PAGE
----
According to Birkerts, Americans are constantly seeking balanced footing against waves of information rolling in from screens. We’re forced to be an outward-facing people, with no choice but to stand before innovative technology, receive the information it delivers, and try to sort and judge it.

In contrast, poetry turns us inward. Most of us, through no fault of our own, have little time or attention, let alone sympathy of heart, for what Jackson calls “the simple pleasure of language outside normal usage, and the chance to discover the stark voice of a sole individual.”

Nobel laureate poet Czesław Miłosz believed that in the age of modern science, explanations of the world through laws and equations became the unassailable language of reality. Conse­quently, poets lost their place as guides through the changes of life. No longer were poets society’s life-singers and mystery-tellers, tasked with creating images and meta­phors for the whole human family. (“The Lord is my shepherd; I shall not want.” “Shall I compare thee to a summer’s day?” “In my father’s house are many rooms.”) Poets became solitary artists, singing songs of themselves.

As he put together The Best Ameri­can Poetry 2019, Jackson chose poems that reacquainted him “with the spectacular spirit of the human, that which is fundamentally elusive to algorithms, artificial intelligence, behavioral science, and genetic research.” Sifting through mountains of poems, he used humane and healing criteria to select the best of the year. “I sought poems that braved human connection; poems that battled the inertia of our daily routines and fixed modes of thinking; poems that shaded in the outlines of contemporary life . . . poems that overpowered the indifference we exhibit toward each other.”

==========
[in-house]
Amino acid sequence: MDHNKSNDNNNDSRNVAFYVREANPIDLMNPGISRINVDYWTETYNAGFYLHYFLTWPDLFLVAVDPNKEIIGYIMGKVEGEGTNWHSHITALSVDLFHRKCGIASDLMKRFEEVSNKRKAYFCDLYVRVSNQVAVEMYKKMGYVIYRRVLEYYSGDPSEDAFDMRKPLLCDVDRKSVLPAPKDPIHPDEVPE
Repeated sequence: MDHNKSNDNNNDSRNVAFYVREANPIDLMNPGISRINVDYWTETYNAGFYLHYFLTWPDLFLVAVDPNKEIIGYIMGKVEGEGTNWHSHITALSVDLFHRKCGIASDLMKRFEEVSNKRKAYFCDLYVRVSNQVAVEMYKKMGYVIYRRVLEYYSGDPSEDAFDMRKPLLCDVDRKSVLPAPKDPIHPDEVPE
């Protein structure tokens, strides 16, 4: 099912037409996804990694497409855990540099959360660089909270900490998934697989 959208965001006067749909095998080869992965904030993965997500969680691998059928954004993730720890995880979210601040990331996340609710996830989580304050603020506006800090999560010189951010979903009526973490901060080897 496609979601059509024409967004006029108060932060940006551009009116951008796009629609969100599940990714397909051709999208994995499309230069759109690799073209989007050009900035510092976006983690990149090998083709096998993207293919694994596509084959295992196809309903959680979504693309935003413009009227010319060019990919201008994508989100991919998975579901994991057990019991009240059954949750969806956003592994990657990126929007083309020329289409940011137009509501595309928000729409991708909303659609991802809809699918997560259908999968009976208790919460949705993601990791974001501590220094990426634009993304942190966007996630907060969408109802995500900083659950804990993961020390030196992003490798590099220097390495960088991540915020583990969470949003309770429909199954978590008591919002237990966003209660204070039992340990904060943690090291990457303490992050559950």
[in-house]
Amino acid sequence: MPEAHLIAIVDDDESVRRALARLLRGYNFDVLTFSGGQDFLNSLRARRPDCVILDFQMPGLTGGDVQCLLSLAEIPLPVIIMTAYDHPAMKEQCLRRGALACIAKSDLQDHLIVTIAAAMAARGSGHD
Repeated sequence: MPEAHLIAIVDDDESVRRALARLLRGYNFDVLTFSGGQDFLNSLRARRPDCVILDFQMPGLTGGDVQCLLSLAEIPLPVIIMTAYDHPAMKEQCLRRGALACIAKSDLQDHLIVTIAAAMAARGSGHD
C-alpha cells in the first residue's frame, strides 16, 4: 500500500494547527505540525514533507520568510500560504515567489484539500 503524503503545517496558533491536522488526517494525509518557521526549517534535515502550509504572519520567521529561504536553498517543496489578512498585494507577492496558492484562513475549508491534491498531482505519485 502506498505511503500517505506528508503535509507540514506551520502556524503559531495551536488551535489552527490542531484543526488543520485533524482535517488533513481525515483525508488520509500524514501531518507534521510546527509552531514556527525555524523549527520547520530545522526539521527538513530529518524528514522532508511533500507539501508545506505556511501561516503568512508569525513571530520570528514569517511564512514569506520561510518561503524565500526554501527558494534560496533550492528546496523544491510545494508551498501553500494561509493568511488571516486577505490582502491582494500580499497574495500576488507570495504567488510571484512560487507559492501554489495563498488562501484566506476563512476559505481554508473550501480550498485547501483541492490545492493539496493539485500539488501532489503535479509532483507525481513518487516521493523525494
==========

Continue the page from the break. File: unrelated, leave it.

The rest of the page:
The poems in the anthology include confessions, rants, jokes, songs of joy, sly packages of lies, and commentaries on visual art. They’re written by poets who were angry, confused, ecstatic, haughty, worried, amused, and content. Bio­graphical notes at the back of the book tell the poets’ stories, and statements by the poets give glimpses of the situations and states of mind that led to their poetic compositions.

Massachusetts poet Gail Mazur’s “At Land’s End” is a garden poem and a coastal poem. It’s a poem of loss and hope, in which concern for humanity’s problems grows out of the pleasant labor of tending plants. The poem ends with words of local praise and the desire to assist unknown others: “as if here at land’s end, here on the coast, urgent / together we’d have energies to do battle forever. / As if we could rescue the guttering world.”

Those who pass over poetry may be bothered by the fact that poems can begin anywhere, with a speck or a peep of life, with a fragment of consciousness or a quiz­zical thought. Jane Hirshfield’s “Ledger” begins: “Tchaikov­sky’s Eugene Onegin is 3,592 measures.” Fleda Brown’s “Afternoon at the Lake” begins: “I would rather be trapped in an attic with rats than play Monopoly.”

There are no rules for how a poem should begin or how it should play out, for what it should contain or how it should end. Almost any bit of human ex­perience, condensed onto a page by a gifted poet, could become a poem. This is the maddening difficulty as well as the essential usefulness of a form of art that might open our hearts to the minds and experiences of other human beings.